Then I asked ChatGPT to give me an idea for an icebreaker I can use with a remote team, and it suggested I use the two truths and a lie exercise and gave me steps on how to run it.

I then asked “What other questions I can ask during a retrospective apart from “what went well?”, “what didn’t go well?”, and “what can we improve?” and it gave me a list of 10 questions variations I can use.

This is what ChatGPT can do. Will it always give you great ideas? Of course not! But it can definitely save you a lot of time!

What other useful questions can you ask? Share in the comment below

2. Creating a summary with Ai

The second use case I want to cover here is creating a summary out of a long list of items, like a long meeting minutes, for example.

This can be quite useful in a few scenarios.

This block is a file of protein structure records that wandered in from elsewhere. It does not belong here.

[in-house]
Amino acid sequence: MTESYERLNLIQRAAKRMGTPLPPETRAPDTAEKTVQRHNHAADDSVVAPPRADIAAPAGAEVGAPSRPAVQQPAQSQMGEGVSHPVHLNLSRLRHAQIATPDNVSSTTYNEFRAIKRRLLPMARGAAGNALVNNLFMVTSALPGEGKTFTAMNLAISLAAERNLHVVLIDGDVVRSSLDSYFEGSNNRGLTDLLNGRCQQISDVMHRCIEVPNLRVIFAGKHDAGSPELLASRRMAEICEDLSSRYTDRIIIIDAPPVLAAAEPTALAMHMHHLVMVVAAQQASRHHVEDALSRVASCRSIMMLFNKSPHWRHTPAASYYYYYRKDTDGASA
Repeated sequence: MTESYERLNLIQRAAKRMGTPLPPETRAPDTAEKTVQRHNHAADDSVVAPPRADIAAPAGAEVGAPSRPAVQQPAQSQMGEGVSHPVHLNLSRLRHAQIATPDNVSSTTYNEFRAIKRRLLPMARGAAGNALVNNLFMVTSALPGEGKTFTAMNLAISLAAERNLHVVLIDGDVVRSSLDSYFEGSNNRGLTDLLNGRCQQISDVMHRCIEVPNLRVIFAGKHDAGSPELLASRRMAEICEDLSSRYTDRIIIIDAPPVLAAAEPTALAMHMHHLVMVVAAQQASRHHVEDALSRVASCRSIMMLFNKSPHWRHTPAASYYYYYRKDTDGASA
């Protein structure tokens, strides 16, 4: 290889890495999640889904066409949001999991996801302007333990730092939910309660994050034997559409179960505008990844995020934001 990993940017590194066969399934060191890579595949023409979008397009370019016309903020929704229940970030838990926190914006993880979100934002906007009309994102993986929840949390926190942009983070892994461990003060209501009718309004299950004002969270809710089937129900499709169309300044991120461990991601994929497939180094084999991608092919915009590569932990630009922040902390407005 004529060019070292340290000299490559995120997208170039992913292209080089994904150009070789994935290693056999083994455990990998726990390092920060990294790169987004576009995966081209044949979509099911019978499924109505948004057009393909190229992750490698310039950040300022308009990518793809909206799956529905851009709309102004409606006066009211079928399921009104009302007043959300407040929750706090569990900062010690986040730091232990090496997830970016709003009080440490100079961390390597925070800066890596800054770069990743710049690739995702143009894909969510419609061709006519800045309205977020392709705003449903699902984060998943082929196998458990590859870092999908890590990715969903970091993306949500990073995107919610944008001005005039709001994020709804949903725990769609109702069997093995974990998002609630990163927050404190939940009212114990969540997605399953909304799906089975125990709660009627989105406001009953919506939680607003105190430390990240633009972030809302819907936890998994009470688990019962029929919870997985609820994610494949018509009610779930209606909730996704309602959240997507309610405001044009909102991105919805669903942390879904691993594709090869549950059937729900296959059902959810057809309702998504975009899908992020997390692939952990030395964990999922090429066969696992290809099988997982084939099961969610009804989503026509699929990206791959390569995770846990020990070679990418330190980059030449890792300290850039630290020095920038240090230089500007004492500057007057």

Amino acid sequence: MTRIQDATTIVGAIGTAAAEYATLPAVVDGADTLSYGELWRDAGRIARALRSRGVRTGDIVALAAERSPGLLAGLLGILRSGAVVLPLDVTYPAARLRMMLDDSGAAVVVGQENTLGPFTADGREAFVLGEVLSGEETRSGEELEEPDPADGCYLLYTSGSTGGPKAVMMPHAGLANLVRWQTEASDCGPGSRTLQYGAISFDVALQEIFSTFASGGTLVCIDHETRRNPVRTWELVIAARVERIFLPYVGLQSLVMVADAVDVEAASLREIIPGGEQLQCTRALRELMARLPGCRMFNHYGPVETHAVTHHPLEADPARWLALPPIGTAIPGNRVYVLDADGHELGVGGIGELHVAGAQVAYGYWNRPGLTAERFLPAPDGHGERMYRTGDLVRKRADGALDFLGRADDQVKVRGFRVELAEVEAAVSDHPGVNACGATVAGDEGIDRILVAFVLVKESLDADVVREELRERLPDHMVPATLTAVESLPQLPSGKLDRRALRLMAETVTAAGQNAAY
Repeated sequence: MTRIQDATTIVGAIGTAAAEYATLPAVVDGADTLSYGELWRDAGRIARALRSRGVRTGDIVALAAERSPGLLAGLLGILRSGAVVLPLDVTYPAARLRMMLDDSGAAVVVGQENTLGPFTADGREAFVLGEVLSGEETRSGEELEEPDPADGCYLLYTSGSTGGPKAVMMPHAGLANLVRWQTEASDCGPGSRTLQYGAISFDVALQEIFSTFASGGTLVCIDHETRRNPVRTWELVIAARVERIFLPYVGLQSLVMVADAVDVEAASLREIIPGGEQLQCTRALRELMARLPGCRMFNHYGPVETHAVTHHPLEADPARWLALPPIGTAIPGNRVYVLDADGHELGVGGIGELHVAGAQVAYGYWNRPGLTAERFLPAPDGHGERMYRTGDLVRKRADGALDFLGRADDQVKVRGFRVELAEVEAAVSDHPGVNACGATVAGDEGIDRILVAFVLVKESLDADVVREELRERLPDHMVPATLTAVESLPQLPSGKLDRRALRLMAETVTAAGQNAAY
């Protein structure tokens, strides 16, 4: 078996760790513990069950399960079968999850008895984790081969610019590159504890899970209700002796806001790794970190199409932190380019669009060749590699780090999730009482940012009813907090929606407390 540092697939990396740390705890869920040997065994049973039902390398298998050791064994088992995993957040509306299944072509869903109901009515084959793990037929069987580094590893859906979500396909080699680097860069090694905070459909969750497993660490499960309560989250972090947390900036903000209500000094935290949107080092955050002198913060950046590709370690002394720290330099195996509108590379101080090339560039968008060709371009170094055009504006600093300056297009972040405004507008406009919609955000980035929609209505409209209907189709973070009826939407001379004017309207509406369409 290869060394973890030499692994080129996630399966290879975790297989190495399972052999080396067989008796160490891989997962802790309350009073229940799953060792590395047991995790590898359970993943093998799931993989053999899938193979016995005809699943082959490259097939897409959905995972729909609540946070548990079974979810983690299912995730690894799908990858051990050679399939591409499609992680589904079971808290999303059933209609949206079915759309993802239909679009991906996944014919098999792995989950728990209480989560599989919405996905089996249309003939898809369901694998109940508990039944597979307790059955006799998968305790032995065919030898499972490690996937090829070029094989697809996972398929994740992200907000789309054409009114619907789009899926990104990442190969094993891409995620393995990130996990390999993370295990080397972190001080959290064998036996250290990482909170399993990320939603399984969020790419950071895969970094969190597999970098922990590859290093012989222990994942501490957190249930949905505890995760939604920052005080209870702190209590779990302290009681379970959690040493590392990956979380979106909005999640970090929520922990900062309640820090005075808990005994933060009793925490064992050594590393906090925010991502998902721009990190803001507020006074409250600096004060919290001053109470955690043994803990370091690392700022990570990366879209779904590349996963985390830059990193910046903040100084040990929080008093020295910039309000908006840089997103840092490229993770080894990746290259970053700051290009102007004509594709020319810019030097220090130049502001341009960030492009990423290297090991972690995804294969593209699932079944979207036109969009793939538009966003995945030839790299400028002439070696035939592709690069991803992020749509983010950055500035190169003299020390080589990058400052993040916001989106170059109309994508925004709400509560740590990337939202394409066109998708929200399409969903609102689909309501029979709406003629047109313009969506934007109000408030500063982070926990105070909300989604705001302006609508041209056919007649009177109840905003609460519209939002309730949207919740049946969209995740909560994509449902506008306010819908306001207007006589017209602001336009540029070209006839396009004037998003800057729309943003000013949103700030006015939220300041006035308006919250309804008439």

One that I immediately found is summarizing key points of several retrospectives.

Ok, I know I’m talking a lot about retros in this blog, but it seemed like very relevant and easy use cases.

Anyway, I took a long list of discussion points from several retrospectives I ran with a team and asked ChatGPT to summarize this team’s key strengths and weaknesses.

And it did a pretty good job – I was impressed.

Another immediate use case that comes to mind here is summarizing your Agile assessment notes.

I often talk about it – when you start working with a new team, you should spend the first month evaluating the situation.